have been applied only for seafood. Even if there were universal labeling, most consumers don't have time to bone up on the
differences in agricultural practices from country to country so as to make labels of much use.
The bottom line: Consumers
can take steps to protect themselves, but they can't do it all on their own. "Everybody ought to be screaming bloody murder
on the lack of oversight of the food supply & talk to their government representatives," says Nestle.
"I'd like company X & Y to say, all of this food is safe because we do X & Y," he says. Consumers are now pushing
for more information about the safety of the food they eat. "And that's a good thing."
Meanwhile, Stout's reach continues
to grow. Demand for the CSA's products is now at the point where it's economically feasible to fly his veggies to 2,000 produce-hungry
customers in Alaska, offering practically same-day service. "We are kind of local for southeast Alaska, where there are no
farms whatsoever," Stout says. "This is as close as it gets."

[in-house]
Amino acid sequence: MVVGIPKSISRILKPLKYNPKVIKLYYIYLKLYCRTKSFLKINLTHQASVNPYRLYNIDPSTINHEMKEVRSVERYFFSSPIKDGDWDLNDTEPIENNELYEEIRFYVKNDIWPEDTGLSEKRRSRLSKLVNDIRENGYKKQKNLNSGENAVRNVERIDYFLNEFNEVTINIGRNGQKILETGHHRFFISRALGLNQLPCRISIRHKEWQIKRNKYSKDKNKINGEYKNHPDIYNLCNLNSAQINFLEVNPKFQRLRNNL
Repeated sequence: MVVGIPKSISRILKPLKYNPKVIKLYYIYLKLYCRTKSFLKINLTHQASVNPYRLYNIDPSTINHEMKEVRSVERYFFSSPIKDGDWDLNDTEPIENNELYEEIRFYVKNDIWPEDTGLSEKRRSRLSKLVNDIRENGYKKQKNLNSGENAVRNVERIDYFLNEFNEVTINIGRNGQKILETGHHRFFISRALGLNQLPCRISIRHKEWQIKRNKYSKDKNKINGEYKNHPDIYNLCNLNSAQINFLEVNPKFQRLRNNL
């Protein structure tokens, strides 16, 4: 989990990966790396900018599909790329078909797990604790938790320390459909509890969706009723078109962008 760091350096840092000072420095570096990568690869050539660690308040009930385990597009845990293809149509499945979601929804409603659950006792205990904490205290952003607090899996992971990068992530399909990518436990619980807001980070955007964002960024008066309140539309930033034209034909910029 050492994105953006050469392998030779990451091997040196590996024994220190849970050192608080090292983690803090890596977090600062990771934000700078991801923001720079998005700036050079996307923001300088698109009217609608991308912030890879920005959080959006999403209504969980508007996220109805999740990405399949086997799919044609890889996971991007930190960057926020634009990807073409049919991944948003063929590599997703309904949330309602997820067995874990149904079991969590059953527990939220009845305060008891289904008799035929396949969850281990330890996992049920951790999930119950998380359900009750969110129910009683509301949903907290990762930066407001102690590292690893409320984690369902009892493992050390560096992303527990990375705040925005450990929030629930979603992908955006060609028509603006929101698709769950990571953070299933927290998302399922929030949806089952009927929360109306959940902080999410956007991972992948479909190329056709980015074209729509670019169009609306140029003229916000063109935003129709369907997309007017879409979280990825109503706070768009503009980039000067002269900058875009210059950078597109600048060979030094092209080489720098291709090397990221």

With Sarah Baldauf and Adam Voiland
Source: US News & World Report
Study Shows Healthy Intentions Often Go by the Wayside
Citrus Juice Gives Boost to Green Tea Antioxidants
The combo may help your
body better absorb the healthy compounds, study suggests
TUESDAY, Nov. 20 (HealthDay News) -- Adding citrus juices or
vitamin C to green tea may raise its antioxidant goodness, a new study suggests.
The antioxidants in question are called catechins, believed
to be responsible for some of green tea's reported health benefits, such as reducing the risk of cancer, heart attack and
"Although these results are preliminary, I think it's encouraging
that a big part of the puzzle comes down to simple chemistry," lead author Mario Ferruzzi, assistant professor of food science
at Purdue University in West Lafayette, Ind., said in a prepared statement.
Using a laboratory model that simulates digestion in the stomach
and small intestine, Ferruzzi tested green tea with a number of additives, including juices and creamers.